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5 of 5 people found the following review helpful
By Luc REYNAERT TOP 1000 REVIEWER
Format:Paperback
Ray Monk's biography of Wittgenstein is both very detailed and very revealing.
He shows us perfectly Wittgenstein's apparent evolution from the logical-philosophical themes of the Tractatus over language-games to the philosophy of psychology.
At first sight, the later Wittgenstein denied completely his Tractatus work and cursed 'the wretched effect that the worship of science and the scientific method had upon our whole culture'.
But that is only apparently so, because the famous last sentence of the Tractatus - 'Whereof one cannot speak, thereof one must be silent' - means that nothing can be said about the realm that was more important for him than logical theory: ethics.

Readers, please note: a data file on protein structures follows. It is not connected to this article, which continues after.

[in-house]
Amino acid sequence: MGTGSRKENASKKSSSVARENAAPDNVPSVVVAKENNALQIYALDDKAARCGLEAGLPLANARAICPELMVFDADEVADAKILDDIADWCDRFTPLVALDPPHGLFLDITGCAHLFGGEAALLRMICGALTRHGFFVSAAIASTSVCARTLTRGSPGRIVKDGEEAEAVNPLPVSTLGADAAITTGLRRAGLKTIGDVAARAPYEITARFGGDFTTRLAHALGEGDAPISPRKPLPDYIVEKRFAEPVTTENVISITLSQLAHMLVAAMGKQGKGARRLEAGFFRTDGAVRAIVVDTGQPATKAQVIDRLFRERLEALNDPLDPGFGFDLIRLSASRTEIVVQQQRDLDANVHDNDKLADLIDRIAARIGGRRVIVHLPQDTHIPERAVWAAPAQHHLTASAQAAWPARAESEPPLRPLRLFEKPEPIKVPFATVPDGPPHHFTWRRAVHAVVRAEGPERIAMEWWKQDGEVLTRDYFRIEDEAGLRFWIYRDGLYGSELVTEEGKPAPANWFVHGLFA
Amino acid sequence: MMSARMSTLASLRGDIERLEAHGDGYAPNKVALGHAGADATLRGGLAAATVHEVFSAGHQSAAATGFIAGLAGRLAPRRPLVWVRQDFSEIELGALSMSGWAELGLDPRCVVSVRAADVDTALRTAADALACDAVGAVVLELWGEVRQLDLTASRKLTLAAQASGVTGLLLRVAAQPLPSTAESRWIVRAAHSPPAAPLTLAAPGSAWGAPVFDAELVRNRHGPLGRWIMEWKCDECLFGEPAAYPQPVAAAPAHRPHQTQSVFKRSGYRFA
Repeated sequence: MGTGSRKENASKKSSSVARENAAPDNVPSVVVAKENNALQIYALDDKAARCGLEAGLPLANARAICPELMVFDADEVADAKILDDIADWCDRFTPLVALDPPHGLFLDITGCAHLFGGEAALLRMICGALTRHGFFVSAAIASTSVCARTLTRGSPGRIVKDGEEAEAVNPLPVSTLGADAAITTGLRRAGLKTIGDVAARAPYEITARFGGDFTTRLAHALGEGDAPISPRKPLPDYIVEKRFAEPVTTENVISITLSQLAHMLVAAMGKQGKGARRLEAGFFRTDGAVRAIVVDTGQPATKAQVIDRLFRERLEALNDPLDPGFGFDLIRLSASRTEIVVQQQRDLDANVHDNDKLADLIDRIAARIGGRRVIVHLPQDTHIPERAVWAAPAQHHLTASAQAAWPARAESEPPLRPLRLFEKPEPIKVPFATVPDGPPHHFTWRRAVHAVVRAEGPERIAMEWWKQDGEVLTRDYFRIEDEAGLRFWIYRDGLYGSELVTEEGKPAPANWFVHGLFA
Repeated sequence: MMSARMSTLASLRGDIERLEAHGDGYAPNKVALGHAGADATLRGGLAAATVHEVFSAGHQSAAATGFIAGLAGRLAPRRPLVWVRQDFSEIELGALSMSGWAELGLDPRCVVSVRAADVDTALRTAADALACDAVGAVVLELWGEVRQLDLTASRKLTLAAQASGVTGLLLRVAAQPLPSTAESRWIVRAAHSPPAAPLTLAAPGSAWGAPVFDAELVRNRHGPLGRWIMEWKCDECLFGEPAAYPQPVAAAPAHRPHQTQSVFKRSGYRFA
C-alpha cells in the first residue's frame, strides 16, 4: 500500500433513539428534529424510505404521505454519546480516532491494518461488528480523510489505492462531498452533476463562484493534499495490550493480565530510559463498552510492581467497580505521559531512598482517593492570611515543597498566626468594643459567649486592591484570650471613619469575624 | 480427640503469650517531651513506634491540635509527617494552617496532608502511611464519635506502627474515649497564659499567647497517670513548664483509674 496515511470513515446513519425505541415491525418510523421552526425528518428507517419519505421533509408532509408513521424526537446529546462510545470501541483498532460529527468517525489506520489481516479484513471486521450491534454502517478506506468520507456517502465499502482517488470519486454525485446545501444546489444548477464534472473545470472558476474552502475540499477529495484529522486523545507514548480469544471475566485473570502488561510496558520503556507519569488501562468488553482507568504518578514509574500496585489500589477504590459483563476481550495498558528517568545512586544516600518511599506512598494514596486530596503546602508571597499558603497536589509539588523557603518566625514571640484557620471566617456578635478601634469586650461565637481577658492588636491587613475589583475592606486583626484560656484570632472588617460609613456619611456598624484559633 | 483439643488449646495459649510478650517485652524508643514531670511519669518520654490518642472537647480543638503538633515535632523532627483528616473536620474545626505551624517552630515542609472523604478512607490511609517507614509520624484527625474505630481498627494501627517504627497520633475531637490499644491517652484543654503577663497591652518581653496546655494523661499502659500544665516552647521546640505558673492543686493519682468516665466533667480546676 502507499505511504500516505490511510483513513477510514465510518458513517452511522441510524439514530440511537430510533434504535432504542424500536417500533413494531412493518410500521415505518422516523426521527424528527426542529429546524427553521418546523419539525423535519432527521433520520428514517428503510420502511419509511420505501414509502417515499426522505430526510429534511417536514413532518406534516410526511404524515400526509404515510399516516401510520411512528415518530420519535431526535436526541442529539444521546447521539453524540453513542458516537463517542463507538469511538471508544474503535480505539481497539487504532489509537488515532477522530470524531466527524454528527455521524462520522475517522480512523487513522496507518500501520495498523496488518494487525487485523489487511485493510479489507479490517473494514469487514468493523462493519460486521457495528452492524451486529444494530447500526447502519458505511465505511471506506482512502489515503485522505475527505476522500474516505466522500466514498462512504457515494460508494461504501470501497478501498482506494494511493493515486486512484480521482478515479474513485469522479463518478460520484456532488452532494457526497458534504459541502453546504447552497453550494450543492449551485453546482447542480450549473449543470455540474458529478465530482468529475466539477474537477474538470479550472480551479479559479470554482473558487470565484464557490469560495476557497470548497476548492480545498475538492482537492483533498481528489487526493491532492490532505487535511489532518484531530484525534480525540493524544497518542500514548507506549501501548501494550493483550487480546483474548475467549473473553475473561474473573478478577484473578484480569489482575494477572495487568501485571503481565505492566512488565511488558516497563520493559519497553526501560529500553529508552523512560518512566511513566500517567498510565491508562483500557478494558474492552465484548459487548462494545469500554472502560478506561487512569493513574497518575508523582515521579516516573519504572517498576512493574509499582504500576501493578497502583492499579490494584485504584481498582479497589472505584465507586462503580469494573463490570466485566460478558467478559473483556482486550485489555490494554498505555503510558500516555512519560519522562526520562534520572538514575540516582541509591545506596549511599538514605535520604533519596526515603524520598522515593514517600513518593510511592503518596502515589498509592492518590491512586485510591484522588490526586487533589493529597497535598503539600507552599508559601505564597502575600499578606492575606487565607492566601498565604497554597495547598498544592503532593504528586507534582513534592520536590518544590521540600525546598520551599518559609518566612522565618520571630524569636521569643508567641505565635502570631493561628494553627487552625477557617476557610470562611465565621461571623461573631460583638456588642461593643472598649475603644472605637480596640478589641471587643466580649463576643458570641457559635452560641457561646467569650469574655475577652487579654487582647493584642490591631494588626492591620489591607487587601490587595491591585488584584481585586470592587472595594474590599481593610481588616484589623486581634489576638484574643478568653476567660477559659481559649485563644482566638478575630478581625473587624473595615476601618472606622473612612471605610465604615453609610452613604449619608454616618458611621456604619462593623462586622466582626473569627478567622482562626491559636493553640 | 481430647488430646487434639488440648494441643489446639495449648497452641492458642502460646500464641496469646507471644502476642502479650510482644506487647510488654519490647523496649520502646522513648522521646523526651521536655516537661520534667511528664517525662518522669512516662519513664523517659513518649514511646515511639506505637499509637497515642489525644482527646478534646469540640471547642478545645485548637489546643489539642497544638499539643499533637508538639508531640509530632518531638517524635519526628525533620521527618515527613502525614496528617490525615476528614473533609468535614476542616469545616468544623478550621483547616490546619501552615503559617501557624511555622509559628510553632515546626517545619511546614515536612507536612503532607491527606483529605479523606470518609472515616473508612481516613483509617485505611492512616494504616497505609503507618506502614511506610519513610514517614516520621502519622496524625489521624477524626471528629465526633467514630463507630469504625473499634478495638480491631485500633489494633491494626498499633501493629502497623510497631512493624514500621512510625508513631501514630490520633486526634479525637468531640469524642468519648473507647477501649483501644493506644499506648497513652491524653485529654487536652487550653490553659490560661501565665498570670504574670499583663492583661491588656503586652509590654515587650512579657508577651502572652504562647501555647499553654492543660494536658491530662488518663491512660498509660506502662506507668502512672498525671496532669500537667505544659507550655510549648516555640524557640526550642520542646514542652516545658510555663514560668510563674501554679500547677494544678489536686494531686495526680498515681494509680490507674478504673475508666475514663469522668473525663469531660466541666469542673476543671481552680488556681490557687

The Tractatus is only a theory to preserve the purity of language.
Wittgenstein didn't sink into the morass of language. He was immediately drowned in it.
At the end of his life, Freud's work became his obsession and his comments on that work constituted an attempt to say something about what cannot be said.
The members of the 'Wiener Kreis' were completely astonished to discover that Wittgenstein was in no way a positivist like themselves.
Ray Monk gives us also a clear picture of Wittgenstein's complex and difficult character: his egotism, extreme possessiveness of his friends, fear of becoming loveless, difficulty to communicate, irascibility, mental instability ('see the madman in yourself'), his ambivalence about sexuality (a continuous battle between shame, sex and love) and his culpability. He was continuously seeking redemption for his sins, especially his pride and vanity.